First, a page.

Traditional Chinese Medicine has evolved over the years just as everything else in this world has, but a large majority of the principles and practices have remained the same. Traditional Chinese Medicine practitioners make use of herbal medicines, along with mind and body techniques such as Tai Chi and acupuncture in preventing and treating health issues.
Traditional Chinese Medicine (TCM) in the US is primarily used as a complementary health approach, with few people understanding the overwhelming benefits that can be derived from a greater understanding of these practices. Based on the 2007 NHIS, an estimated 2.3 million Americans practice Tai Chi, while more than 600,000 practice Qi Gong.
These numbers show that even over the last decade Traditional Chinese Medicines has not made an overwhelming impact in methodology and usage in America.
Basics of Traditional Chinese Medicine
The Traditional Chinese Medicine is based on the ancient beliefs that:
- The vital energy that flows through the body is Qi, and it carries out multiple functions in order to maintain the health of the body.
- The human body is just a miniature representation of the larger and surrounding universe.
- The five elements: earth, wood, metal fire and water and these five elements symbolically represent all phenomena, including stages of human life. They also explain the functions of the body, and its response when affected with a disease.
- Harmony between two opposing, yet, complementary forces known as Yin and Yang, supports health. Disease in any form is a result of an imbalance between these two forces.
What is Chinese Medicine?
Chinese medicine has survived and evolved throughout history, due to its stable background and holistic approaches. Chinese medicine has slowly but surely gained acceptance in Western countries as the 21st Century has advanced, with users reporting large amounts of success with differing treatments. One of the major advantages that Western people have found is that it is a very different form of medicine and treatment, one that is not aggressive but extremely preventive and natural.
Effective results are obtained both quickly and easily, with long-term benefits arising as well. Chinese medicine is a holistic medicine because it not only what happens in the body, but also what happens throughout the body.
Instead of looking for one acute cause of a disease or illness, Traditional Chinese Medicine focuses just as much on how a disease is able to manifest itself within your body, and how it responds to different external influences and environmental stimuli.
Major Therapeutic Techniques of Chinese Medicine
Acupuncture is a technique based on the insertion of very fine needles into specific areas or points on the surface of the skin. These points are called acupoints and are highly energetic. They are located along the route of the meridian channels, through which energy flows in the body called Qi. Acupuncture is often used for reducing inflammation in a certain area of the body, and releasing stress and pressure. The Chinese use this in a variety of ways, opting for treatment like this instead of medicine in many instances.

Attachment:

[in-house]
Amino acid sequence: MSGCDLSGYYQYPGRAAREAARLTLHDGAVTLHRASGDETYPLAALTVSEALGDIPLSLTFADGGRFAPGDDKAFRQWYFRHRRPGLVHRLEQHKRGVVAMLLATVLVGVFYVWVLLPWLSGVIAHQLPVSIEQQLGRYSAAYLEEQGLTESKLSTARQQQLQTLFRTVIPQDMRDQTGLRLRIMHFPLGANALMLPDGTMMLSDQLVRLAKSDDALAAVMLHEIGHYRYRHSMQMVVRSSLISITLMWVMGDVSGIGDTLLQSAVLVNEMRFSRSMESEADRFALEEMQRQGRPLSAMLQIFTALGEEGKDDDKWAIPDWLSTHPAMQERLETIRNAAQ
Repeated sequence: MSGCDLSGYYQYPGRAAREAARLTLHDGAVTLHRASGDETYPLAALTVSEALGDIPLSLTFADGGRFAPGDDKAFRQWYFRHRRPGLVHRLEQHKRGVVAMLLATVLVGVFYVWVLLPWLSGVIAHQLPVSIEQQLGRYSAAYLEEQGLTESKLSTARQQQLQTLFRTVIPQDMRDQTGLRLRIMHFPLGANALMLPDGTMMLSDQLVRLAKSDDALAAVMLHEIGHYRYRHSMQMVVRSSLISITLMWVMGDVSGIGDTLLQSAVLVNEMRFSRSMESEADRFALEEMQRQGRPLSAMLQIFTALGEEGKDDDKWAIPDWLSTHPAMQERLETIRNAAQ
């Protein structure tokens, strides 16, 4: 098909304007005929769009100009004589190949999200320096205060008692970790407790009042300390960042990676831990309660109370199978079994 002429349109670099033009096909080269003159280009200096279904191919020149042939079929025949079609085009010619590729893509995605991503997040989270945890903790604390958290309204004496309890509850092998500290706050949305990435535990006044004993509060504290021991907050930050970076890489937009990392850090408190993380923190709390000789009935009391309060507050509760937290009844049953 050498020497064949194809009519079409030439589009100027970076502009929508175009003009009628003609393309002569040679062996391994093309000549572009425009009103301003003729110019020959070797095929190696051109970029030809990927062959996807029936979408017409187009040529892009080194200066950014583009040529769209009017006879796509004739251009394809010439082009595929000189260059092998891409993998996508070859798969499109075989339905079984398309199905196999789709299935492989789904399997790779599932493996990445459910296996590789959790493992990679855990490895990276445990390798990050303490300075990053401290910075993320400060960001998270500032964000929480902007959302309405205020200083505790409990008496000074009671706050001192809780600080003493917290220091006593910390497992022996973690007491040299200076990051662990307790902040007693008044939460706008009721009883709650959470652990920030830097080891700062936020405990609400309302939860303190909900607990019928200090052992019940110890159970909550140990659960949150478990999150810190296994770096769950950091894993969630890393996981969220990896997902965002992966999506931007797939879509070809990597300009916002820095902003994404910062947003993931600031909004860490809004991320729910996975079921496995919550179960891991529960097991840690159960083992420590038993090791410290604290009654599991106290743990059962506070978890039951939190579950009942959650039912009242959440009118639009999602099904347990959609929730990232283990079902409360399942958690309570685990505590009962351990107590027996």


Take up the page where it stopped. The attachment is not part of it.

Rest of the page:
Phytotherapy is based on the use of medicinal plants for the treatment of certain physiological disorders, and also the treatment of pathological conditions.
These medicinal plants are used in the same premises as all Chinese medicine and take into account the necessary balance of the Theory of Yin and Yang, the theory of the Five Elements, the previous diagnosis and finally the application of the therapeutic principle of differentiation of syndromes. Even with phytotherapy, plants and herbs are not used to directly attack disease or illness. The focus is always on building the body so that it is able to rid itself of disease, as well its natural protections against future attacks.
One of the most commonly known forms of this is drinking green tea or other teas. Quality tea can do more for your body than you would ever imagine. Try switching out your pre-workout products or Starbucks’s coffee for quality tea each day and see the difference in your overall body!
Tai Chi is a mind and body practice that has lasted and grown through centuries of practice, involving gentle body movement (similar to a dance), with a strong mental focus placed on relaxation and breathing. The mental focus required, itself, is enough to improve the overall condition of anyone’s body.
Tai Chi is considered a moving meditation, and for hundreds of years’ people in China have used Tai Chi as health-maintenance exercise. Practicing Tai Chi has proven successful in preventing arthritis, heart diseases, stress and improving the coordination of both body and mind.
Tai chi’s smooth and harmonious movements make it an ideal exercise for convalescent patients and elderly people.
Often simply called acupuncture as well; moxibustion is often combined with acupuncture in the same energy points. The inherent goal of moxibustion is the application of heat in the same acupoints. Moxibustion receives its name from the plant “Moxa,” which is burned on or near the skin during the practice of this. The combination of traditional acupuncture and moxibustion has been very successful in treating diseases even as deadly as cancer!
Acupuncture needles are regulated by FDA as medical devices, and needles that areg used for such treatments should be sterile, non-toxic, and they should be labeled for single use exclusively by medical practitioners.
Western medicine has yet to fully deem all of the practices of Traditional Chinese Medicine as safe, although history has shown great success with many of their methods. Although some of their practices are assuredly unsafe to practice without proper guidance, Traditional Chinese Medicine offers some incredibly healing choices and beneficial methodology for any and all of us!